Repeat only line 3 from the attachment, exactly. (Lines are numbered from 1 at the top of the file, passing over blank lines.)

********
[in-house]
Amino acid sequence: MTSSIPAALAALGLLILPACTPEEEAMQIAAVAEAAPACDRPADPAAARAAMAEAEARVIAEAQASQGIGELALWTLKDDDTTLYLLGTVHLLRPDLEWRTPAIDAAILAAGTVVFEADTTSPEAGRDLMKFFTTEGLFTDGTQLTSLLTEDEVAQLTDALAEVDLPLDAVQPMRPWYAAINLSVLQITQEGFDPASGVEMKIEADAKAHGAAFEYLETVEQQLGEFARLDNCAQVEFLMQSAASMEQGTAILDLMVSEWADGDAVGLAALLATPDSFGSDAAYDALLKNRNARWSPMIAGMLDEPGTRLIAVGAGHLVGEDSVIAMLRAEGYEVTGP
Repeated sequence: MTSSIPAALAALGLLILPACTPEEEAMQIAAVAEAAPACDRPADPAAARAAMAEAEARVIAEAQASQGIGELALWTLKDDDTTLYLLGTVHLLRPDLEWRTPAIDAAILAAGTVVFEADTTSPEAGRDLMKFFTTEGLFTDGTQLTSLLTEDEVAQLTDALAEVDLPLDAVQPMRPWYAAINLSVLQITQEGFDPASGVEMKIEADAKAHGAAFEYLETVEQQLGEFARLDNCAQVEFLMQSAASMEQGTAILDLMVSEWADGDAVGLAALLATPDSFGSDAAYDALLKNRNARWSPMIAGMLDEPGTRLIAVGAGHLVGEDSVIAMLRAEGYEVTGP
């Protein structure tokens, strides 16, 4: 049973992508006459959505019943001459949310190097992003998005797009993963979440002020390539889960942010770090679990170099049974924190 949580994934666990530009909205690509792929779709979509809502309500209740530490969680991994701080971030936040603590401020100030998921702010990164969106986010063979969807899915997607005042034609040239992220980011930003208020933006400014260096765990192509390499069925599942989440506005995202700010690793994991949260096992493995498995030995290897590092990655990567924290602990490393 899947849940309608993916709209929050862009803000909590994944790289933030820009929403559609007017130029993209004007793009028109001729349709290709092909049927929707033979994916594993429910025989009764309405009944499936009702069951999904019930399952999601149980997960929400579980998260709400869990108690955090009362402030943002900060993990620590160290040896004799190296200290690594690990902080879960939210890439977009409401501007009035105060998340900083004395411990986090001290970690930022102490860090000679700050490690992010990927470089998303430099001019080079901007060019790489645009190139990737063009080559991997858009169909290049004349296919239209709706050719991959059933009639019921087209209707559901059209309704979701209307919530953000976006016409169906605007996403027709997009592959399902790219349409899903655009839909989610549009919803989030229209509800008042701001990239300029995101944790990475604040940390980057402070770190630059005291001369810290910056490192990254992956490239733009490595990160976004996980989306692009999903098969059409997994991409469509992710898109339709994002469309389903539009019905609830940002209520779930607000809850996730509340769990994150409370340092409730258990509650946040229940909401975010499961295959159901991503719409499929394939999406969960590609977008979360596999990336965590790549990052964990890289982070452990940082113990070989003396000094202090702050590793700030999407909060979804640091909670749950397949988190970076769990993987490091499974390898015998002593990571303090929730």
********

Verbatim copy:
Repeated sequence: MTSSIPAALAALGLLILPACTPEEEAMQIAAVAEAAPACDRPADPAAARAAMAEAEARVIAEAQASQGIGELALWTLKDDDTTLYLLGTVHLLRPDLEWRTPAIDAAILAAGTVVFEADTTSPEAGRDLMKFFTTEGLFTDGTQLTSLLTEDEVAQLTDALAEVDLPLDAVQPMRPWYAAINLSVLQITQEGFDPASGVEMKIEADAKAHGAAFEYLETVEQQLGEFARLDNCAQVEFLMQSAASMEQGTAILDLMVSEWADGDAVGLAALLATPDSFGSDAAYDALLKNRNARWSPMIAGMLDEPGTRLIAVGAGHLVGEDSVIAMLRAEGYEVTGP